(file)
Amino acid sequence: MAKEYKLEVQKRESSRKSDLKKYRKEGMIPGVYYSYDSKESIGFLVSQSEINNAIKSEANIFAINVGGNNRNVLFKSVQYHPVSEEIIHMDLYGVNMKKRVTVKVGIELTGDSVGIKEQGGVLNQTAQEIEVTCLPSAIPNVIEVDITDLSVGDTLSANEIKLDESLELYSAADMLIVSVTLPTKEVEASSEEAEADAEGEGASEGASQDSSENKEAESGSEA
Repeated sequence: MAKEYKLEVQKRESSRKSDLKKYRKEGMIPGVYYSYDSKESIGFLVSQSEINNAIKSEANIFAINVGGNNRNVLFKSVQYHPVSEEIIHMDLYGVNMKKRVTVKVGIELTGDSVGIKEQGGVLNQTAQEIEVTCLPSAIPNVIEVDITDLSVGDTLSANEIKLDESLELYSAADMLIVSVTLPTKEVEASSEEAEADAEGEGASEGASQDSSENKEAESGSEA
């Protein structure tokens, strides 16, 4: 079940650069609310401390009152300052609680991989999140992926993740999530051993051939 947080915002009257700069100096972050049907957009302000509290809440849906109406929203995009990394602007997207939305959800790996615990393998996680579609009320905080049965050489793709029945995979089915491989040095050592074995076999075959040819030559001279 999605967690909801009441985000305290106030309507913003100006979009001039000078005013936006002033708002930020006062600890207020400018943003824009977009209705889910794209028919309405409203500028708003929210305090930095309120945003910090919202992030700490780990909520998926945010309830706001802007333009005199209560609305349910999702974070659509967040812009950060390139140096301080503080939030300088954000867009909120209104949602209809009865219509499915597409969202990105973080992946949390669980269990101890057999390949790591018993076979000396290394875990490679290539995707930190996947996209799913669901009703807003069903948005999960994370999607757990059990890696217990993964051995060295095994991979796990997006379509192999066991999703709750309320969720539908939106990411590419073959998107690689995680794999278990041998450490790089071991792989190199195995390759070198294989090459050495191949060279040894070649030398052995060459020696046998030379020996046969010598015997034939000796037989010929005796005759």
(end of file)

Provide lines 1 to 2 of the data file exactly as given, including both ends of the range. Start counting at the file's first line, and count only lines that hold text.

Amino acid sequence: MAKEYKLEVQKRESSRKSDLKKYRKEGMIPGVYYSYDSKESIGFLVSQSEINNAIKSEANIFAINVGGNNRNVLFKSVQYHPVSEEIIHMDLYGVNMKKRVTVKVGIELTGDSVGIKEQGGVLNQTAQEIEVTCLPSAIPNVIEVDITDLSVGDTLSANEIKLDESLELYSAADMLIVSVTLPTKEVEASSEEAEADAEGEGASEGASQDSSENKEAESGSEA
Repeated sequence: MAKEYKLEVQKRESSRKSDLKKYRKEGMIPGVYYSYDSKESIGFLVSQSEINNAIKSEANIFAINVGGNNRNVLFKSVQYHPVSEEIIHMDLYGVNMKKRVTVKVGIELTGDSVGIKEQGGVLNQTAQEIEVTCLPSAIPNVIEVDITDLSVGDTLSANEIKLDESLELYSAADMLIVSVTLPTKEVEASSEEAEADAEGEGASEGASQDSSENKEAESGSEA